Non-Hispanic Landlord Can Sue City for Race Discrimination Challenging Overcrowding Ordinance

The United States Court of Appeals, Eleventh Circuit reversed a dismissal that had thrown out a lawsuit by a non-Hispanic landlord suing Juniper, Florida for race discrimination in violation of the Equal Protection Clause of the Fourteenth Amendment because of its enactment of an Overcrowding Ordinance and enforcement only against properties that housed Hispanic immigrant tenants.   

The Overcrowding Ordinance stated that no more than five persons, not related by blood or marriage, could occupy a single housing unit.  The Overcrowding Ordinance did provide an exemption for children less than eighteen years old.  

The Eleventh Circuit held that the non-Hispanic landlord could sue the Juniper for race discrimination because it suffered financial injury on lost rent and the lost sale of its property, the injuries were caused by the enactment of the Overcrowding Ordinance, and the damages sought in the lawsuit would remedy the injuries.  The Eleventh Circuit also held that the non-Hispanic landlord had third party standing to assert the rights of the Hispanic tenants.  The Eleventh Circuit dismissed the district court’s finding that “a non-Hispanic landlord lacks standing to bring a race discrimination claim on behalf of its Hispanic residents.” 

Keep reading for GZB’s summary of Young Apartments, Inc. v. Town of Jupiter, Florida, U.S. Court of Appeals, 11th Circuit, No. 07-12076, decided June 5, 2008.  

Young Apartments, Inc. (“Young Apartments”) owned two apartment buildings containing thirty rental units in an area of Juniper, Florida called “Center Street”.  Center Street contained more than one hundred rental units and was known to be primarily occupied by Hispanic immigrant workers.  Center Street was also known as a gathering place for these workers to wait to be picked up by employers to be transported to their daily jobs.  Responding to concerns of certain Juniper residents, Juniper adopted an Overcrowding Ordinance as part of an alleged effort to eliminate available and affordable housing for Hispanic immigrant workers.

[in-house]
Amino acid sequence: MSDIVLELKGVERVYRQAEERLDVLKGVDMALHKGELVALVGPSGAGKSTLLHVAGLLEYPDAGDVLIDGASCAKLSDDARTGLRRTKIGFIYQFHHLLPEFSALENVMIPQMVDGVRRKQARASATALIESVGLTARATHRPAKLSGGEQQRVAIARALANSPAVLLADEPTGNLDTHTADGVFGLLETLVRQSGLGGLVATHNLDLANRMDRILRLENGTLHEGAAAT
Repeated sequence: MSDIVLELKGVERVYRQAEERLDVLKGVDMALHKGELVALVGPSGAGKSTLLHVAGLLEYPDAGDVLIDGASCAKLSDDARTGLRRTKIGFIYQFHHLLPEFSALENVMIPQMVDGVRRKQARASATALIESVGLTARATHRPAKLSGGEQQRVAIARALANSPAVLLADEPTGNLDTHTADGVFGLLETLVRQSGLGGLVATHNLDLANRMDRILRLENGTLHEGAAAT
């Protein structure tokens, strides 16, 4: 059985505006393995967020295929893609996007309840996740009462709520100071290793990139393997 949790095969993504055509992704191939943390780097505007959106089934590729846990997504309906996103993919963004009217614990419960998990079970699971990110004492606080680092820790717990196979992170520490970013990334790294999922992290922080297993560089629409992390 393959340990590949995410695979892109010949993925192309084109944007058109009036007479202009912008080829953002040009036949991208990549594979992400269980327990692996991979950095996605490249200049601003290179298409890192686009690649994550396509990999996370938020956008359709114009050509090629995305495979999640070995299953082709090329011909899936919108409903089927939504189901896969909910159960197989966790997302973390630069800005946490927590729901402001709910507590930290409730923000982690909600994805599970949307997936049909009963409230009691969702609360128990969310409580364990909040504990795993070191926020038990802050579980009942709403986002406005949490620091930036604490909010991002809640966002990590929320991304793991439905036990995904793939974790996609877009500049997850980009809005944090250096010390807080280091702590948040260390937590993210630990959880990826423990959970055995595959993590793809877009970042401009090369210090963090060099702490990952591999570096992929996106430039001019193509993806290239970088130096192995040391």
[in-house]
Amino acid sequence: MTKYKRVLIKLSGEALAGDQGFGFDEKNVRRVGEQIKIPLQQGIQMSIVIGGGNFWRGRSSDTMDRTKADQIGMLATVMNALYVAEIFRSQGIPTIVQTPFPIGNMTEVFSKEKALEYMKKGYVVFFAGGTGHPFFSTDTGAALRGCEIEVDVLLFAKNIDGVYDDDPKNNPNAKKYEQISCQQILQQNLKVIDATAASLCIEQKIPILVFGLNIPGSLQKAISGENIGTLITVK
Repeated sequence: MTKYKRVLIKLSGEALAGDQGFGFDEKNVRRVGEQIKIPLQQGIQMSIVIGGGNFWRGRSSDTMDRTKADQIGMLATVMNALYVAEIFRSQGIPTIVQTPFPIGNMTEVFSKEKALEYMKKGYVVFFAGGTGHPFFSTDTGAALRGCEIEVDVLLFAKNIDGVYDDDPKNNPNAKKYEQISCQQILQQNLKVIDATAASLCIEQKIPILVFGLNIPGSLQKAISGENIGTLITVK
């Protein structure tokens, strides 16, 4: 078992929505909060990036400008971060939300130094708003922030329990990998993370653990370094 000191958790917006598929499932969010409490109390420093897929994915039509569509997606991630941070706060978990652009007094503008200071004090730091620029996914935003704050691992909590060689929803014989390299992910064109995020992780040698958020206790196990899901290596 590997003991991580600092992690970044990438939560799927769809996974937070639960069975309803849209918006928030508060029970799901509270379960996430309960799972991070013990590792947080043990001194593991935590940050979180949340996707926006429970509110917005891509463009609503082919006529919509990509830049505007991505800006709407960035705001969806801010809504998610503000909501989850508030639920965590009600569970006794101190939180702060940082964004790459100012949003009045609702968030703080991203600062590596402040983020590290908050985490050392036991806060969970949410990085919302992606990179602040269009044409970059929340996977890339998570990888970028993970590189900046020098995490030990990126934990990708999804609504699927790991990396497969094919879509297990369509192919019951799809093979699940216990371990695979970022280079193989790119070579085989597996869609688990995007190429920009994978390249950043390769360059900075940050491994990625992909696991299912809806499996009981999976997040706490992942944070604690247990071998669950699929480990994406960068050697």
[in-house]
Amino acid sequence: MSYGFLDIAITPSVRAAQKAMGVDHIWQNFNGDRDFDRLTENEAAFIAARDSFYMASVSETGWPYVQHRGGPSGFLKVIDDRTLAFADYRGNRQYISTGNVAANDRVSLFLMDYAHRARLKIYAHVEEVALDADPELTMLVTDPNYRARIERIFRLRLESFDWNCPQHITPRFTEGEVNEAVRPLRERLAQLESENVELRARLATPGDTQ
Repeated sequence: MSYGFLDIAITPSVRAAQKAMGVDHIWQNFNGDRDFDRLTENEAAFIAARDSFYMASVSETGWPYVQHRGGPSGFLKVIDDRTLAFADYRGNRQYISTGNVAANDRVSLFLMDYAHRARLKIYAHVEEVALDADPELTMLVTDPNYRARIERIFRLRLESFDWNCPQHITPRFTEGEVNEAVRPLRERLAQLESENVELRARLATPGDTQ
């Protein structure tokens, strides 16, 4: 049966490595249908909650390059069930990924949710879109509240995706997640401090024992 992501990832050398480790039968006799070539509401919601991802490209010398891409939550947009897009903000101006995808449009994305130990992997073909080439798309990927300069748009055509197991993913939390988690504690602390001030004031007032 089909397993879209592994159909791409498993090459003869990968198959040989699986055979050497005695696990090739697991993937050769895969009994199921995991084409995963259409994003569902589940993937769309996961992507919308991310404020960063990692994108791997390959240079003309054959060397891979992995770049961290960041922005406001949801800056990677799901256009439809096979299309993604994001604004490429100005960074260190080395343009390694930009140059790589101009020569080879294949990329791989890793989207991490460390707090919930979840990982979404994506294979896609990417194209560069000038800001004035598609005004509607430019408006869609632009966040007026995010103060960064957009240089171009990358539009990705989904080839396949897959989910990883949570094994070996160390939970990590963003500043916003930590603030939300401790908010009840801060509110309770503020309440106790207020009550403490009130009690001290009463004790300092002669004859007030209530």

The Overcrowding Ordinance stated that no more than five persons, not related by blood or marriage, could occupy a single housing unit.  The Overcrowding Ordinance did provide an exemption for children less than eighteen years old.  

After it enacted the Overcrowding Ordinance, Juniper officials conducted a pre-dawn raid at Young Apartments without prior consent or an inspection warrant.  As a result of the raid, Young Apartments was cited for multiple violations of the Overcrowding Ordinance.  Because of the raid and the citations, Young Apartments lost tenants and lost a contract to sale of the entirety of its rental properties. 

Young Apartments sued Juniper alleging claims under 42 U.S.C. § 1983 for race discrimination in the enactment of the Overcrowding Ordinance and in its selective enforcement by Juniper against properties that housed Hispanic immigrant tenants.  On a motion to dismiss, the district court concluded that “a non-Hispanic landlord lacks standing to bring a race discrimination claim on behalf of its Hispanic residents” and dismissed the lawsuit for lack of standing.  The Eleventh Circuit reversed. 

Landlord Has Standing to Challenge Its Own Injury 

The Eleventh Circuit noted that Young Apartments was suing for its own mistreatment, which it claimed resulted from Juniper’s discriminatory targeting of Hispanic tenants.  As such, Young Apartments had standing under § 1983 to vindicate it owns rights, distinct from the rights of its Hispanic tenants.